The main purpose of this essay is to examine the uptake and the inefficiency of MMR (measles, mumps and rubella), child Immunisation, in regard to the population in the general practice. This will be done by investigating the government health policy and clinical guidelines, in order to facilitate change using evidence-based study taught at university, such as health promotion education, and also integrating in the community in discovering the real issues of decline of MMR immunisations.
My General practice placement “XYZ” name hidden, is based in a diverse multicultural borough of west London which is ranked at (76) most deprived local authority district in England, population value of 185,004; (LBHF,2019).
Throughout the Assignment pseudonymous will be used by upholding confidentiality in line with the NMC code of conduct (Nursing and Midwifery Council (NMC), 2018).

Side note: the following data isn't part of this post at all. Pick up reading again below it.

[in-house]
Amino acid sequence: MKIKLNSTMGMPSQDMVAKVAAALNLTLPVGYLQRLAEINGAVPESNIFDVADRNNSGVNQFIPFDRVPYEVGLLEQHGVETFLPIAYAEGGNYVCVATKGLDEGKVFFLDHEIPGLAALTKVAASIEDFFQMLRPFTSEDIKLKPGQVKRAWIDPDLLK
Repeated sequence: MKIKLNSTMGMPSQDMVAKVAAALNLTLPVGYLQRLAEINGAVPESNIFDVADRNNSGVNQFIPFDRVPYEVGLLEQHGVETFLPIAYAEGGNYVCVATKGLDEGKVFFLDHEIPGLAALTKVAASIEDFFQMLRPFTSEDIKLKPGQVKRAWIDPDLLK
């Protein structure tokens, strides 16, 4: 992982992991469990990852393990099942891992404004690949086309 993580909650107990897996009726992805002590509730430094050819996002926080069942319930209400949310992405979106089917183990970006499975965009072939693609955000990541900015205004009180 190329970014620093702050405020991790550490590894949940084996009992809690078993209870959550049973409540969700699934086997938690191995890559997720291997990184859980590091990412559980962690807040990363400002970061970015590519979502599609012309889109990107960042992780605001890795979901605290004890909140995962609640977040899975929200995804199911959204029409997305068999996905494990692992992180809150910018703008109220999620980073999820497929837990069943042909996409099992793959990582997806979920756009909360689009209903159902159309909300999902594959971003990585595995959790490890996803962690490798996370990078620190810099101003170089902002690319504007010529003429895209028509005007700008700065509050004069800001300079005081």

Measles mumps and rubella (MMR) are serious viral diseases that can lead to serious complications, such as disability and even death. Measles (German measles) is an almost invariable clinical experience of childhood, common causes include middle-ear infection or bronchopneumonia, (World Health Organization (WHO,2021). Most common complication of mumps is meningitis in children, which correlates with encephalitis, (Hambrosky, 2015).
In a statement by the Public Health England, which defines in 2017 that The World Health Organization (WHO) revealed UK had eradicated measles, from a data that has been formed 2014-2016. Nevertheless, in 2018, increase in the number of confirmed cases, with 991 confirmed cases in England and Wales, compared with 284 cases in 2017. Furthermore, the same strain of measles virus (called B3 Dublin) was detected for more than 12 months across 2017 and 2018. Based on this, WHO determined that the UK could no longer be consider as ‘eliminated’ and that transmission of measles had been re-established
Type of service: Academic Paper writing
Type of assignment: Essay
Number of Sources: 25
Academic level: Undergraduate
Paper Format: Harvard
Line spacing: Double
Language style: UK English